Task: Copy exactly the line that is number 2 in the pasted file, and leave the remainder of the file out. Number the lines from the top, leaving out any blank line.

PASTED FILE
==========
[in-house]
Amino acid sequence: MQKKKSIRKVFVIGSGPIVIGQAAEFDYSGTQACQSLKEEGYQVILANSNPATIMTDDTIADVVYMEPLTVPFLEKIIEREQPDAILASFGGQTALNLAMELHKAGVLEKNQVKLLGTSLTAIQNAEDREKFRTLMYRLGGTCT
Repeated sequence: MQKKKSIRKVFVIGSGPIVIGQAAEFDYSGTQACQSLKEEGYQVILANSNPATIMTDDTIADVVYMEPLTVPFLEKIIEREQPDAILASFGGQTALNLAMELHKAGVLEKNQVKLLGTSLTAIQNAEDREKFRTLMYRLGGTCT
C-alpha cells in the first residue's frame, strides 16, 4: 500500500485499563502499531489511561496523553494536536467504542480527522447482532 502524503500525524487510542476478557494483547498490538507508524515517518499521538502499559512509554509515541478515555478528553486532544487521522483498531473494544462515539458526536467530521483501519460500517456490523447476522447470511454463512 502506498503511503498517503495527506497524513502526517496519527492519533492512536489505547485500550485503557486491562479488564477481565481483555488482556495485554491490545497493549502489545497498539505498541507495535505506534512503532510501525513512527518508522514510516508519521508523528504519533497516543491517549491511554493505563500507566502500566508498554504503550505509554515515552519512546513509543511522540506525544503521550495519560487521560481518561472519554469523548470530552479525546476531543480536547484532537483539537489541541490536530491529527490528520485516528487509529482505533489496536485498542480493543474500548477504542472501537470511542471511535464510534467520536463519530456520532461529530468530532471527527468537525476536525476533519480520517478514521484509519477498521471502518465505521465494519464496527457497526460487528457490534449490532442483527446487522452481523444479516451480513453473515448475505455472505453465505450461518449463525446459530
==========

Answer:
Amino acid sequence: MQKKKSIRKVFVIGSGPIVIGQAAEFDYSGTQACQSLKEEGYQVILANSNPATIMTDDTIADVVYMEPLTVPFLEKIIEREQPDAILASFGGQTALNLAMELHKAGVLEKNQVKLLGTSLTAIQNAEDREKFRTLMYRLGGTCT